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IoT: It’s About the ‘How,’ Not the Why

Now that you have decided on the machinery you want to use for predictive maintenance, and the way to do it, it is time to connect it up and provision your IoT platform.

The selection of the IoT platform is a difficult one, as there are many out there (more than 300 and still counting). Doing your research by going to a number of conferences, talking to some analysts in the field of IoT, and reading their reports (there are some very specialized ones such as machination; https://www?.machination.com) can help.

Make sure you lead with your use case. The reason is, some platforms are more use-case centric for smart homes or connected customers. So if you are going after an industrial use case, that could cause you some issues. If you are aware of some important future requirements, then that is great. Why should you look toward your future needs? Simple! Nearly all platforms will be able to cover your basic needs, but many of those platforms are similar to liquid concrete. Once you step your foot in, it will be painful to transition to another one if your future needs require you to do so.

Luckily, many vendors allow trials.

So let’s presume that in our case, your team selected a platform that:

  1. Allowed you create the device connectivity and to take your industrial vibration measuring devices under management
  2. Had some customer use cases which gave you the confidence that your predictive cases were able to be achieved
  3. Had some interesting features on the horizon when it came to real-time analytics and real-time visualization going forward

It is now time to set up the environment and connect the first machine (keep in mind we are using an example; in practice, it could be any “thing” or device. As you probably will have more than one machine—and are very likely to have more and different sensors in the future—it is a good habit to create a tree structure to achieve a form of hierarchy. This will allow you to efficiently filter and browse through information in the future.

Let’s presume that the devices are rolled out and connected, and the tree of sensors is created and data is flowing in. What is the next step? Well, probably, it is getting a routine for data collection (don’t think hours, think days and weeks) and starting to look for trends. Can you see any trends in the data you are collecting? Are the values steady, or do you see some up or down trends?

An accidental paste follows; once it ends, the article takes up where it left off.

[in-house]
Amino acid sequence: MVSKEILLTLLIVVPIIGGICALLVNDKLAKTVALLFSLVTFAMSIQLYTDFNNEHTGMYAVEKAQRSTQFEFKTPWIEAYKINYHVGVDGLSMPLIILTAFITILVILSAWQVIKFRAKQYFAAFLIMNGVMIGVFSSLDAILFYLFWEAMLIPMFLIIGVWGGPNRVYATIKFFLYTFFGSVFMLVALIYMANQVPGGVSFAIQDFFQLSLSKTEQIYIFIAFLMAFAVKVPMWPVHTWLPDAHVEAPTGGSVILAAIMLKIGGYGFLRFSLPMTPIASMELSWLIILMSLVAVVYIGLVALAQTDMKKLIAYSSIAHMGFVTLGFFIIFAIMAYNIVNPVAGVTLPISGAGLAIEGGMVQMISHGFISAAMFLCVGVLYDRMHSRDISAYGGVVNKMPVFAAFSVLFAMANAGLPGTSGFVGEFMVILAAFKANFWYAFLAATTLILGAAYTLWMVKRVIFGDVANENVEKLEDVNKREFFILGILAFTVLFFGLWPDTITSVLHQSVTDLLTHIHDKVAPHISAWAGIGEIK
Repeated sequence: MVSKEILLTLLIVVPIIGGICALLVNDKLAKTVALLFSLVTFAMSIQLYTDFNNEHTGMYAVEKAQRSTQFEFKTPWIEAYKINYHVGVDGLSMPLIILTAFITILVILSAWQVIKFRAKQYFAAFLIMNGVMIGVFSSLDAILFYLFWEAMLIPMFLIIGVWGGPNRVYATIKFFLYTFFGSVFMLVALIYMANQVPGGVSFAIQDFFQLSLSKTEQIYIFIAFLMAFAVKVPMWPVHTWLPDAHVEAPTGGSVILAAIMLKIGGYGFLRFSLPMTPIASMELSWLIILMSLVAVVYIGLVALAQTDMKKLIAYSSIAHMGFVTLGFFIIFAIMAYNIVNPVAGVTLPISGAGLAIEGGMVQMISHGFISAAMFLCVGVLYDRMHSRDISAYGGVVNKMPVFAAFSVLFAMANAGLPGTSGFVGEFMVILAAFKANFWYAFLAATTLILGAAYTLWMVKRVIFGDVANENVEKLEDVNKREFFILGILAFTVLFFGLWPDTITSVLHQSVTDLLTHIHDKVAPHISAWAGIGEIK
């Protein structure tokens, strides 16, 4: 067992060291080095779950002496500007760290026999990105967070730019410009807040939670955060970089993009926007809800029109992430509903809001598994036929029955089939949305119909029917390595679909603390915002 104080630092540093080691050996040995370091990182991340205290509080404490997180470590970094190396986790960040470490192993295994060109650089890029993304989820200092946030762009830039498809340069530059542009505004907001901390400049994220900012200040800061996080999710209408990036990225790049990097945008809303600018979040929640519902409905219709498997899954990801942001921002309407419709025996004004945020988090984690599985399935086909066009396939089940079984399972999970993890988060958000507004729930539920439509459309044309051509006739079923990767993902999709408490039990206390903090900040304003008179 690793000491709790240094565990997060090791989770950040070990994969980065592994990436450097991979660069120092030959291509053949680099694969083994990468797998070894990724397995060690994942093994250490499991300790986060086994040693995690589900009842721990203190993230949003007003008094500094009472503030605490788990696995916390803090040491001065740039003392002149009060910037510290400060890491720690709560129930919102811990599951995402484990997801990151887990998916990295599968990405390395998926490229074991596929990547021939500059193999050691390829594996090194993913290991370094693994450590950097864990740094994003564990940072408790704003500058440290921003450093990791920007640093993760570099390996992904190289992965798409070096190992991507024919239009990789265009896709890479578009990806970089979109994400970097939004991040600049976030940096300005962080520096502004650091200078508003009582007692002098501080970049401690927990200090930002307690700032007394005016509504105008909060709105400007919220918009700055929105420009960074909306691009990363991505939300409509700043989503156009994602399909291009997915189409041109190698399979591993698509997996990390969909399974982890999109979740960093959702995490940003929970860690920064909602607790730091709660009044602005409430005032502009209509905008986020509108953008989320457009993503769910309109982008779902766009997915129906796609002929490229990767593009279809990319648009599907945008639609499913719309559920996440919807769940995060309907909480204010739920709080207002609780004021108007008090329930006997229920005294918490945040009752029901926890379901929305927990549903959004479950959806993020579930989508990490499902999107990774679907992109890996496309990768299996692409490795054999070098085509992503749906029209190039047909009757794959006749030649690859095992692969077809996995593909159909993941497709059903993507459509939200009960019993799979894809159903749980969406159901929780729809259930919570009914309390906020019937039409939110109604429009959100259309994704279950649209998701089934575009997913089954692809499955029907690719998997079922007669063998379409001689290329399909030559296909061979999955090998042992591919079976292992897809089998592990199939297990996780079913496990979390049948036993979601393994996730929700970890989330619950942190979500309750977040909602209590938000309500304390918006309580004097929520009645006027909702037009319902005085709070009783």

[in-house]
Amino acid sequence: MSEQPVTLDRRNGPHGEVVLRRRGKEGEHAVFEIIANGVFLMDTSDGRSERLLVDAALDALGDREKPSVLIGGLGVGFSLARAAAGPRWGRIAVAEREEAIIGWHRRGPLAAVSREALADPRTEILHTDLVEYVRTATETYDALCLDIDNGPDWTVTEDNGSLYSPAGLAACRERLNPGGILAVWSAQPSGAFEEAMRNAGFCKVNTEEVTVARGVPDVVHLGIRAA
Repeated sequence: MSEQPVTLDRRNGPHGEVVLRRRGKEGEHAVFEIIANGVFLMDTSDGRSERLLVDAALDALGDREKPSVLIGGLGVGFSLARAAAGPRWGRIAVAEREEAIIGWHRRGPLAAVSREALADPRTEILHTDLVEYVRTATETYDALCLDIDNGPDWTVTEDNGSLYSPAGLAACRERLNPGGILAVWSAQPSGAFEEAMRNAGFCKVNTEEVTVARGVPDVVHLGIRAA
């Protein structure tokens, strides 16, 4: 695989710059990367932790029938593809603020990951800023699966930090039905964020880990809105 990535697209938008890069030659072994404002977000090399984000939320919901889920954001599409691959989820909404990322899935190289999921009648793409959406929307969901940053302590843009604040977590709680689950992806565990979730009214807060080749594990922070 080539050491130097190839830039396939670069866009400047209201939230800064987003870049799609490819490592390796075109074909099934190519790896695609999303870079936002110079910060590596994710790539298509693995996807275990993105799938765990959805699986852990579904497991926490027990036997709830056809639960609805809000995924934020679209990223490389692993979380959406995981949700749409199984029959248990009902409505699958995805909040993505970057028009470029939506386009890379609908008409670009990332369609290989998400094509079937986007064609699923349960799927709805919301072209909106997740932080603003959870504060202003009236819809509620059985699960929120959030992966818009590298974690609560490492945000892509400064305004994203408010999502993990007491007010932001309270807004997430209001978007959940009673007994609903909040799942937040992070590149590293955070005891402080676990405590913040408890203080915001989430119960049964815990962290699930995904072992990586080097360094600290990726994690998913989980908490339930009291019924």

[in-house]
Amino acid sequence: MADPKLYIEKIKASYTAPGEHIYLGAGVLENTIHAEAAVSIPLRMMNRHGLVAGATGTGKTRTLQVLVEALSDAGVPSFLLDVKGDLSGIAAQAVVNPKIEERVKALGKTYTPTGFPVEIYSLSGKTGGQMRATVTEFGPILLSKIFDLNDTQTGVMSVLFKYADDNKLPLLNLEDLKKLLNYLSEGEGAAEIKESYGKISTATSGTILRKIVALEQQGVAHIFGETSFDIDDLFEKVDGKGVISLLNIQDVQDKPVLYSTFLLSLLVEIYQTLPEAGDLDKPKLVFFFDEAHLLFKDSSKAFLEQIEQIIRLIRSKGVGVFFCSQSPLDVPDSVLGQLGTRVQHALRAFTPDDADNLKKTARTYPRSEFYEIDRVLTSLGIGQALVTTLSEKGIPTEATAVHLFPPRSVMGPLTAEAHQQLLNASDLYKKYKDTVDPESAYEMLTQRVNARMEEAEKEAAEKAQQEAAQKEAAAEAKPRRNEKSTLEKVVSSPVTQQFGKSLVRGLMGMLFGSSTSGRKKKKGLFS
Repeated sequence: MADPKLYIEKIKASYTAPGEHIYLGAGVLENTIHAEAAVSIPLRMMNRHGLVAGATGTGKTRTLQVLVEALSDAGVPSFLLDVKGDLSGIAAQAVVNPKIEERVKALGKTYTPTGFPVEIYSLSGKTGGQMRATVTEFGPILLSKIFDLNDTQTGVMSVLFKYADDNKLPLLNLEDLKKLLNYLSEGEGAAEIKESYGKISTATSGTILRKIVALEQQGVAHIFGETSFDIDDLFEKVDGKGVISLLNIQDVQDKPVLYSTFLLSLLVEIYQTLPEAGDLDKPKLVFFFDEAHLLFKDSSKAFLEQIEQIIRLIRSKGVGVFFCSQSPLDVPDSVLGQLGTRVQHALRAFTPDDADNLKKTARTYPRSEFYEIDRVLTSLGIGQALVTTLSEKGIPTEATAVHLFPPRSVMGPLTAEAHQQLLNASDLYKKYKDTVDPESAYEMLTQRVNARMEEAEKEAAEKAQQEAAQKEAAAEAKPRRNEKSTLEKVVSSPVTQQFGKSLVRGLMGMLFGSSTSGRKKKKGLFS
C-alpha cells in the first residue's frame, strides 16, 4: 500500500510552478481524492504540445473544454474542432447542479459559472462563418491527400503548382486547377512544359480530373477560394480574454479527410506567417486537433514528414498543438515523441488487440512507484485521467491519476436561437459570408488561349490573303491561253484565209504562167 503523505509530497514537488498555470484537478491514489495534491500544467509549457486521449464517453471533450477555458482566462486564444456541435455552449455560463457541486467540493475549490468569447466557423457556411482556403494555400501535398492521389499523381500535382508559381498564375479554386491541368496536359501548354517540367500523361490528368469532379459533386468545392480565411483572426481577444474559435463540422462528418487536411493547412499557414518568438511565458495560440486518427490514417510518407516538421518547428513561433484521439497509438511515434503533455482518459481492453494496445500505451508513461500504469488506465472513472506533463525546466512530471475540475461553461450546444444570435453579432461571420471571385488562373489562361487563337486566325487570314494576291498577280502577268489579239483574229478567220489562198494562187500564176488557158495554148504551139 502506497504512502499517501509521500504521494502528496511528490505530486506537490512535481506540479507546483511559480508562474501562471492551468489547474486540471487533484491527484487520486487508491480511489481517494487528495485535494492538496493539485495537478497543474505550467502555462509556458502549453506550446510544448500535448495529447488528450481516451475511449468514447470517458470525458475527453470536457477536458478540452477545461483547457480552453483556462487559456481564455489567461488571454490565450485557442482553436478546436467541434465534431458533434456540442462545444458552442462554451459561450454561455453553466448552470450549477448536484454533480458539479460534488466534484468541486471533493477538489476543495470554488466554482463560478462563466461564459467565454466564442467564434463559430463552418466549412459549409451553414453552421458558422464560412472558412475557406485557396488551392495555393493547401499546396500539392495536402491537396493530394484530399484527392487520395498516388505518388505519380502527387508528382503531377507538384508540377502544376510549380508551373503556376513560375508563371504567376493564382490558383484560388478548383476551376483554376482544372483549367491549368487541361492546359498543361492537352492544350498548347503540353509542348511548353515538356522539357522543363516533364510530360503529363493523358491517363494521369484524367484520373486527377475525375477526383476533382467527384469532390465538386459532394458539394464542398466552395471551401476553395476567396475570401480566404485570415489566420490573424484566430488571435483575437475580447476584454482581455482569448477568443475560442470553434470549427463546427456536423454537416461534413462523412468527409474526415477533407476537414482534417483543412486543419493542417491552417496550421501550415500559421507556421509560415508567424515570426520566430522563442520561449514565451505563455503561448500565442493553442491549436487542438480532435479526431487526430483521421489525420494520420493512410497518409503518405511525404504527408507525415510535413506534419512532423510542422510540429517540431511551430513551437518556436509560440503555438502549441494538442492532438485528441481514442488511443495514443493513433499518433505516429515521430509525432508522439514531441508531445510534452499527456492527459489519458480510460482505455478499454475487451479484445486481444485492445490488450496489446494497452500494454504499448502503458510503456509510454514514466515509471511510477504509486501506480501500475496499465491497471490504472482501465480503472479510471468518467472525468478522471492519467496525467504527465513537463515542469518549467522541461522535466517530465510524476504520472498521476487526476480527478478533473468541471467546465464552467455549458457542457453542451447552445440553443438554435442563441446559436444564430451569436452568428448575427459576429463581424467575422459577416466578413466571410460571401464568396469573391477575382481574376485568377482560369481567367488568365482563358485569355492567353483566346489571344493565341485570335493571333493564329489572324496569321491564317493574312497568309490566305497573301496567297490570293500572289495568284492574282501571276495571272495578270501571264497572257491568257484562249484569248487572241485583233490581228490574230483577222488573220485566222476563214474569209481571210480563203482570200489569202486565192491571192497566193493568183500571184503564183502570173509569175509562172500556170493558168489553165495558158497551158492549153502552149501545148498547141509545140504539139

Now the experts and the data scientist can come in and start to work closely together. What do these trends mean? Can we correlate machine failure to these trends? How strong is the correlation, and can we identify a root cause and a cure? For example, an increase in acceleration might relate to a ball bearing and the cure might be either more frequent greasing or a replacement.

The problem often encountered is that the understanding of how cause and effect are related is limited, so give your team a grace period while learning. Splitting the project into two is a very sensible strategy; part one is to get data from the sources and visualize it in meaningful ways (that project often goes under the name “condition-based monitoring”) and part two (only when that phase is mastered) is to implement a follow-up project to drive the actionability—through, for example, predictive maintenance programs.

Phase 3: Embedding ?in the Organization

Until now, I have left two main aspects out of this article so as not to confuse. But, when you get to the actionability stage, it is inevitable that you have to start thinking about these: The first is integration and the other is process and workflow.

Integration relates to two aspects:

  1. How do you gather data from other sources?
  2. What do you need to enrich the decisioning?

Think about data such as previous maintenance schedules or production-related numbers. Having this kind of data will help to create a sense of context, which will make it easier for the operators to make informed decisions. The other aspect is to expose the intelligence gathered through the new systems to other systems and parties.

If the number of sources to connect with are limited, you might want to go for point-to-point integration, but for future-proofing, it might be better to implement some SOA architecture principles—such as an enterprise service bus with API management capabilities. This will allow you to not only onboard new data sources quickly but also support new channels such as mobile application and direct integration into partner solutions reliably and securely.

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